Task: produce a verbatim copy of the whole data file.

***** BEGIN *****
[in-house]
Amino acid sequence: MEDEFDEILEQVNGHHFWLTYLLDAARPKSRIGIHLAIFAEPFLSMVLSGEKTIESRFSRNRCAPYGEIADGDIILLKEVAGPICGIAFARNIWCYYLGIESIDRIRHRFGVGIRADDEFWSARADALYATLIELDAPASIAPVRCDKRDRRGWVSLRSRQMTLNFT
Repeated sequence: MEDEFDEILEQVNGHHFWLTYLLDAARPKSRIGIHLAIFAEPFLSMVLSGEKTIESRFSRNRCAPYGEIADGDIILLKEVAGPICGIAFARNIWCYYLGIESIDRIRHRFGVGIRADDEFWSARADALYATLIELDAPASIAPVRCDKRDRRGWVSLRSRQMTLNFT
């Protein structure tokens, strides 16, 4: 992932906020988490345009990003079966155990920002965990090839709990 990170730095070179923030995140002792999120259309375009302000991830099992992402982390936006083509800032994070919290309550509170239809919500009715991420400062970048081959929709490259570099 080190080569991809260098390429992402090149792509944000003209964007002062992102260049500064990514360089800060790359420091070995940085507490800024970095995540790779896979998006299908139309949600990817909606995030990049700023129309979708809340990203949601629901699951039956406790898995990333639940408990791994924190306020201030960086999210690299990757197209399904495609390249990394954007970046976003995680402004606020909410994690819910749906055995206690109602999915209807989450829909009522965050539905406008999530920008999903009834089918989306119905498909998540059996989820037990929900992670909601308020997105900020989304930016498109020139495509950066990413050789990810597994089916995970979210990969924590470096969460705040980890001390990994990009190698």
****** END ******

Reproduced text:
[in-house]
Amino acid sequence: MEDEFDEILEQVNGHHFWLTYLLDAARPKSRIGIHLAIFAEPFLSMVLSGEKTIESRFSRNRCAPYGEIADGDIILLKEVAGPICGIAFARNIWCYYLGIESIDRIRHRFGVGIRADDEFWSARADALYATLIELDAPASIAPVRCDKRDRRGWVSLRSRQMTLNFT
Repeated sequence: MEDEFDEILEQVNGHHFWLTYLLDAARPKSRIGIHLAIFAEPFLSMVLSGEKTIESRFSRNRCAPYGEIADGDIILLKEVAGPICGIAFARNIWCYYLGIESIDRIRHRFGVGIRADDEFWSARADALYATLIELDAPASIAPVRCDKRDRRGWVSLRSRQMTLNFT
């Protein structure tokens, strides 16, 4: 992932906020988490345009990003079966155990920002965990090839709990 990170730095070179923030995140002792999120259309375009302000991830099992992402982390936006083509800032994070919290309550509170239809919500009715991420400062970048081959929709490259570099 080190080569991809260098390429992402090149792509944000003209964007002062992102260049500064990514360089800060790359420091070995940085507490800024970095995540790779896979998006299908139309949600990817909606995030990049700023129309979708809340990203949601629901699951039956406790898995990333639940408990791994924190306020201030960086999210690299990757197209399904495609390249990394954007970046976003995680402004606020909410994690819910749906055995206690109602999915209807989450829909009522965050539905406008999530920008999903009834089918989306119905498909998540059996989820037990929900992670909601308020997105900020989304930016498109020139495509950066990413050789990810597994089916995970979210990969924590470096969460705040980890001390990994990009190698």